3.
  Beyond the Law - Blue (1968) Director
4.
  Wild 90 (1968) Director

CAST: (feature film)

2.
 Inside Deep Throat (2005) Himself
3.
 Hijacking Catastrophe (2004) Himself
5.
 New York in the Fifties (2000) Himself (Archival Footage)
6.
 Source, The (1999) Himself
7.
 Cremaster 2 (1999) Harry Houdini
9.
 When We Were Kings (1996) Himself
VIEW THE FULL FILMOGRAPHY

Milestones close milestones

1941:
Won college contest; first fiction, "The Greatest Thing in the World", published in <i>Story Magazine</i>
:
Had fiction published in <i>The Harvard Advocate</i>
1944:
Served in US Army
1947:
Published first novel, <i>The Naked and the Dead</i>
1948:
Worked as a journalist at <i>The New York Post</i>
1949:
Under contract to Samuel Goldwyn
:
Edited <i>Dissent</i>
1955:
Was one of the co-founders of the alternative weekly newspaper <i>Village Voice</i>
:
Arrested for stabbing second wife Adele Morales twice with a penknife at their Manhattan apartment on November 20, 1960 after a party, unofficially kicking off his New York mayoral campaign; spent 17 days at Bellevue Hospital under psychiatric observation; grand jury indicted him for felonius assault; six months later, Mailer pled guilty to lesser charge of third-degree assault and recieved suspended sentence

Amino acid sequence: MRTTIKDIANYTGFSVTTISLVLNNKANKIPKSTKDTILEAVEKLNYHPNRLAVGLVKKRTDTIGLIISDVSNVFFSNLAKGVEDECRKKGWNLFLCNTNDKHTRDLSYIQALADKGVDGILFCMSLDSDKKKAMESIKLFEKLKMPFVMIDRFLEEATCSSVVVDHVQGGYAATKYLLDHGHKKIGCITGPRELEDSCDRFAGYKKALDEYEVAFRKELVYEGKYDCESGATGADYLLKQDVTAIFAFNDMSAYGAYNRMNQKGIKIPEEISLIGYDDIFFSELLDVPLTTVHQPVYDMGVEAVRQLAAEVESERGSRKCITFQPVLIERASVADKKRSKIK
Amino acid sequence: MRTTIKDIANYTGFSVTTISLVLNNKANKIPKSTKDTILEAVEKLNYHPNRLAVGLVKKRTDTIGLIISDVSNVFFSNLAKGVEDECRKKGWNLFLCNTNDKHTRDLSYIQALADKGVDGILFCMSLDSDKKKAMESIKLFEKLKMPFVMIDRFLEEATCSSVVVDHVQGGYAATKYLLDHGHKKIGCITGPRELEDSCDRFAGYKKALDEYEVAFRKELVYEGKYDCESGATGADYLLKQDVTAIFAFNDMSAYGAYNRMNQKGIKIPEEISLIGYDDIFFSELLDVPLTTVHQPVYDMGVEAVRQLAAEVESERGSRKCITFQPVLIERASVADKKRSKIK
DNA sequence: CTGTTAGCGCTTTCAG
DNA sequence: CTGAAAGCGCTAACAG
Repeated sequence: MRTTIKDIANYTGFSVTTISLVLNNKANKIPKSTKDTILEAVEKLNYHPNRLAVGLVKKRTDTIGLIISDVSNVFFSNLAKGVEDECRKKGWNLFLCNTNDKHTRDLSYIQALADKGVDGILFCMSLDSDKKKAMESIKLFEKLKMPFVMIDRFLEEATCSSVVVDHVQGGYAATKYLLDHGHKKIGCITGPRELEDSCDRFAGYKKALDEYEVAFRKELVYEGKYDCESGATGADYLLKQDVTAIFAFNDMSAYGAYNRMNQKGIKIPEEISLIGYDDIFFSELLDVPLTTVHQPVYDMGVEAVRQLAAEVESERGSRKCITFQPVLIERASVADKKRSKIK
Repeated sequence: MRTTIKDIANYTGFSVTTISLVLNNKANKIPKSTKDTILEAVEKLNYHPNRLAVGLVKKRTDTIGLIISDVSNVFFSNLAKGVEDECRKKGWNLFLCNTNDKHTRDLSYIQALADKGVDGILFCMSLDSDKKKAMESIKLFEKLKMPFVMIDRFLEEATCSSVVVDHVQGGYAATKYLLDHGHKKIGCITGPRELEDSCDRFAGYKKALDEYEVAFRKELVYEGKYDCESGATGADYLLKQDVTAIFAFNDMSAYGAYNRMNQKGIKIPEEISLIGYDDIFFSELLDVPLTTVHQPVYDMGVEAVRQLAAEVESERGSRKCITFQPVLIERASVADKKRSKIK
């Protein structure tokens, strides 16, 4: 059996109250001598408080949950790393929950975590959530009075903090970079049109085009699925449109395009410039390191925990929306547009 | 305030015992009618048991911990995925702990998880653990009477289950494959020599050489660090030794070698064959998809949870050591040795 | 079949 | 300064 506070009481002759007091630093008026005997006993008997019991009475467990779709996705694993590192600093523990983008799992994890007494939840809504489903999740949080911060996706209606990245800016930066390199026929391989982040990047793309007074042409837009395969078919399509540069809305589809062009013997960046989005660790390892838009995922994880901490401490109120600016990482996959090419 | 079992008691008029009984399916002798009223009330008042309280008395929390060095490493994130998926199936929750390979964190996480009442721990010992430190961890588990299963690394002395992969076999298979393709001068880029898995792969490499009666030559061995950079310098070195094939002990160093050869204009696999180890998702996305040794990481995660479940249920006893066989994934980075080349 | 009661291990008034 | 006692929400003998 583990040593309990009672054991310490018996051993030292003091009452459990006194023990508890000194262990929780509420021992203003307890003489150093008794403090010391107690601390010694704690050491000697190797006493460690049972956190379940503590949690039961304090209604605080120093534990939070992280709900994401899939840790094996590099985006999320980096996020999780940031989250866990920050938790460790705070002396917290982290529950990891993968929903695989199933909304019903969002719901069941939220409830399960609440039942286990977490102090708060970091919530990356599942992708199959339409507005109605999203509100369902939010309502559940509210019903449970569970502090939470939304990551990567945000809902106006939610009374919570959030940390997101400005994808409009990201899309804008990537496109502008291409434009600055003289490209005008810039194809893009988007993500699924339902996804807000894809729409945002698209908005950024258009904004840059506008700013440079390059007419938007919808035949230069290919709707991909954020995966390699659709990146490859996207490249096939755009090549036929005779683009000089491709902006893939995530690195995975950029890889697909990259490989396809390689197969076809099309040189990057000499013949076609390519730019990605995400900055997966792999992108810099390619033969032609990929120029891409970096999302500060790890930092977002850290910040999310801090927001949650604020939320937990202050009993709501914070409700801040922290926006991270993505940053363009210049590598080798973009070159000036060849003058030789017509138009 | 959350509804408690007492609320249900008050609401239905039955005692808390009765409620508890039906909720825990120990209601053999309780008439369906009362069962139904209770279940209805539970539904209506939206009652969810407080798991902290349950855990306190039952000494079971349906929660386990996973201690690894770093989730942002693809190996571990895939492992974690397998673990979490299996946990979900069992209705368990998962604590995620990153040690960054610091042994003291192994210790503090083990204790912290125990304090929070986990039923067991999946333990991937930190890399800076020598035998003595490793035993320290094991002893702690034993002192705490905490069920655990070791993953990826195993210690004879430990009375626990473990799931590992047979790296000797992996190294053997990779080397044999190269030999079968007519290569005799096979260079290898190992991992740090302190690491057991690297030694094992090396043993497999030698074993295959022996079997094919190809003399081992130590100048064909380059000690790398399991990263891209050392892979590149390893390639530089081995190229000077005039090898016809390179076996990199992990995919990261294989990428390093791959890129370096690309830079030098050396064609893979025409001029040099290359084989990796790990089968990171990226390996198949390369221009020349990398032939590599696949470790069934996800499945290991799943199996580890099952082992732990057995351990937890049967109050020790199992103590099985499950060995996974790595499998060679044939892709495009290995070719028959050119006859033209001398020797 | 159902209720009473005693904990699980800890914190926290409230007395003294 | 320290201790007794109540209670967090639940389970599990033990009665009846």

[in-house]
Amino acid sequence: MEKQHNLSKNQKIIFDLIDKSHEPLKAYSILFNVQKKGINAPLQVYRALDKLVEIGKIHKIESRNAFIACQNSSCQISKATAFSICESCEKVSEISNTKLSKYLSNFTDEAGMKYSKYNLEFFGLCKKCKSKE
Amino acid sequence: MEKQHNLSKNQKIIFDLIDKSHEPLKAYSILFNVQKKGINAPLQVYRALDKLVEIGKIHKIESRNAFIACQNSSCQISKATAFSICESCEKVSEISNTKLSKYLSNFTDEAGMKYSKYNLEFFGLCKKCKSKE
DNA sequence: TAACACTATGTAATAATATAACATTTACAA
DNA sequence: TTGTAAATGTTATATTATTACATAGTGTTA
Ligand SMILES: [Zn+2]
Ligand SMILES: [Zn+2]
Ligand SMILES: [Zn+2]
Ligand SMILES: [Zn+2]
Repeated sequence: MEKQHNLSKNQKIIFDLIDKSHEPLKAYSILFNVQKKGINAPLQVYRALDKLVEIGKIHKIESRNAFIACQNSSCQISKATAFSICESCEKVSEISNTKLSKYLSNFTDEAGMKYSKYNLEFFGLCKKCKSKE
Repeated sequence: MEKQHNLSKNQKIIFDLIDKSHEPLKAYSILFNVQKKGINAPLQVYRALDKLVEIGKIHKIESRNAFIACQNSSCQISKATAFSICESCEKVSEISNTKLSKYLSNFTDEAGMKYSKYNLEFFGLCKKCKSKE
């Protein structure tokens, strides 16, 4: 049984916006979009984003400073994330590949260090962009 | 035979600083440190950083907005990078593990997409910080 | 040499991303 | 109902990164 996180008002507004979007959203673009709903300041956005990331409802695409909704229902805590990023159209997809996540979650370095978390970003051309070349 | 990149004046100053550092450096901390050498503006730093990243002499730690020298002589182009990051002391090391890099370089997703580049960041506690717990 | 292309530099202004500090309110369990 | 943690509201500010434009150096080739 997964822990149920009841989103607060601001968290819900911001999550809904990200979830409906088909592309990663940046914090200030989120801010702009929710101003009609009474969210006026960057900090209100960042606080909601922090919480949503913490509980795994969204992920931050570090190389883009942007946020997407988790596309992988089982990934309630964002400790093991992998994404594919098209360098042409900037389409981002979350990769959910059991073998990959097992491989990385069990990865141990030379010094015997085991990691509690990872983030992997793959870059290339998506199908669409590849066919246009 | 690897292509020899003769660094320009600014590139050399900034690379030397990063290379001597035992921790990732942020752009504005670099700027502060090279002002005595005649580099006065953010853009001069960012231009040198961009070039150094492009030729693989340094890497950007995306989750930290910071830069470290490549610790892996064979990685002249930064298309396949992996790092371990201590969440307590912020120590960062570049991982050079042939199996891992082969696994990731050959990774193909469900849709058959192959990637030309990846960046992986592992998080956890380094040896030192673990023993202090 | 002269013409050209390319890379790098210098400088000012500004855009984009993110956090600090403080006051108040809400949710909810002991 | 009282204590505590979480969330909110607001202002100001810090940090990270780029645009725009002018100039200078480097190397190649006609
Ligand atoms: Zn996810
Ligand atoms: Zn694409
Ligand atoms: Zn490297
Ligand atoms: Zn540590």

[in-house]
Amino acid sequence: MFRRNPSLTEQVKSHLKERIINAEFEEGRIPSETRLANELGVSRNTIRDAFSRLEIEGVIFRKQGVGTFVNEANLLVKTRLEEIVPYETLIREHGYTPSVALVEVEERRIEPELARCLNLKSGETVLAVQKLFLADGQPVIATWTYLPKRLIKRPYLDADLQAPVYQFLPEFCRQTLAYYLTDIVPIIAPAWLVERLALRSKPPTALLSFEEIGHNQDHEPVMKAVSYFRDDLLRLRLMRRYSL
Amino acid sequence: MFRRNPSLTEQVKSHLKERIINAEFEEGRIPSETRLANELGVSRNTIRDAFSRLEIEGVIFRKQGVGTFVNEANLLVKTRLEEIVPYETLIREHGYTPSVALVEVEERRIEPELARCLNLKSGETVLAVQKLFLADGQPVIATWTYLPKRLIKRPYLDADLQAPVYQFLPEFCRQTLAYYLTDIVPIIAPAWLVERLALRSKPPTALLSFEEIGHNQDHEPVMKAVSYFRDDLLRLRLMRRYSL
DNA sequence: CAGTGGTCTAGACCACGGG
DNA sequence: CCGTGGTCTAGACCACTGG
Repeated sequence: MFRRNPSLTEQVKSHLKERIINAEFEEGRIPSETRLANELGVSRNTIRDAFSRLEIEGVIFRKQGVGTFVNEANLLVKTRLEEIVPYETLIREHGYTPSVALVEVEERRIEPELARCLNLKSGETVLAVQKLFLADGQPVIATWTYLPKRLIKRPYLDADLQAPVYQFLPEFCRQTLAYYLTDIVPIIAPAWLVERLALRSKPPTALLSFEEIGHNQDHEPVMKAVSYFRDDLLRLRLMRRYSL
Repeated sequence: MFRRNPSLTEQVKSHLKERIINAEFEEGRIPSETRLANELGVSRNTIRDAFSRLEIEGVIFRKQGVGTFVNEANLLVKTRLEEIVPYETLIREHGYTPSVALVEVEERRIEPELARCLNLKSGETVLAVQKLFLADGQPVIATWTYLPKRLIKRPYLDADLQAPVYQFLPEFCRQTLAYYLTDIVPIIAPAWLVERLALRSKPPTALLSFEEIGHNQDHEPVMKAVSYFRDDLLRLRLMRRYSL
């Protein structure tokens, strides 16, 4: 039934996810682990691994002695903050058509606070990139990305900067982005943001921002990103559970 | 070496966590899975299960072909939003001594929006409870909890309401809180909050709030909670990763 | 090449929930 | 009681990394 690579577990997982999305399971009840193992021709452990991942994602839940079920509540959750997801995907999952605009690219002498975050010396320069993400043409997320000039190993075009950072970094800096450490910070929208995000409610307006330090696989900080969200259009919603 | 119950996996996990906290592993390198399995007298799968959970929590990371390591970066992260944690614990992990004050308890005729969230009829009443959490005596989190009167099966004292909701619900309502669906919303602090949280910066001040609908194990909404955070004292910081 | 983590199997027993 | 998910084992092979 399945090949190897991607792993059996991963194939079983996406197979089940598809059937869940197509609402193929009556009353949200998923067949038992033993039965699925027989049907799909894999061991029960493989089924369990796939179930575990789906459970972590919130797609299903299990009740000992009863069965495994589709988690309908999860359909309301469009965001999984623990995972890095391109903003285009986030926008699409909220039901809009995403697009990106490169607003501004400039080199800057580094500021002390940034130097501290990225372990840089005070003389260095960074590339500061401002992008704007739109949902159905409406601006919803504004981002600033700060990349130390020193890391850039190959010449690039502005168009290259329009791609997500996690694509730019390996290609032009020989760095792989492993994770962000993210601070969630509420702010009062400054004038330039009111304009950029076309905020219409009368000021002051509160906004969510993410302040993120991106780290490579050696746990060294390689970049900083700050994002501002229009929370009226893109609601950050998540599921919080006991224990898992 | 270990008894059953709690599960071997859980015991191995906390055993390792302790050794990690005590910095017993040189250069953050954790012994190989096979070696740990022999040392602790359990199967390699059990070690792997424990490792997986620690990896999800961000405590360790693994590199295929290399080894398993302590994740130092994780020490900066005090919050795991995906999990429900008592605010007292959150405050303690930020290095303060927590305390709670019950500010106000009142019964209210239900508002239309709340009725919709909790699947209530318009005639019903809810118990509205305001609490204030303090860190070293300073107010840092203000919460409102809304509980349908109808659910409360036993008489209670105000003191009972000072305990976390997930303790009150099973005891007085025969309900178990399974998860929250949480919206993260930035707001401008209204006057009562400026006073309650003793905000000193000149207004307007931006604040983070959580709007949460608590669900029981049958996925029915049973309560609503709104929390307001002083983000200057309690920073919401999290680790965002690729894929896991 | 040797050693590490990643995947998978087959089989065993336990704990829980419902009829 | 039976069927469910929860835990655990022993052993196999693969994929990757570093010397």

1967:
Jailed for protesting American involvement in Vietnam
1968:
Directed, produced, scripted, edited and acted in "Beyond the Law"
1969:
Ran for the office of mayor of New York
1969:
Made second film "Wild 90"; also editor, screenwriter, actor and producer
1970:
Directed "Maidstone" in which three of his former wives appeared; also edited, wrote and produced
1973:
Sparred with Jose Torres on "The Dick Cavett Show"
1981:
Portrayed architect Stanford White in Milos Forman's "Ragtime"
1987:
Wrote and directed "Tough Guys Don't Dance"
1987:
Appeared in Jean-Luc Godard's "King Lear"
1993:
Acted in "The Obit Writer", directed by Brian Cox
1999:
Had featured role as Harry Houdini in "Cremaster 2"
2000:
Penned the teleplay for "An American Tragedy" (CBS), a miniseries about the O J Simpson murder trial
2004:
Made his TV acting debut by playing himself on an episode of the WB's "Gilmore Girls"
2008:
Penned his final the novel, <i>The Castle in the Forest</i>, which tells the story of Adolf Hitler as a kid; book released after his death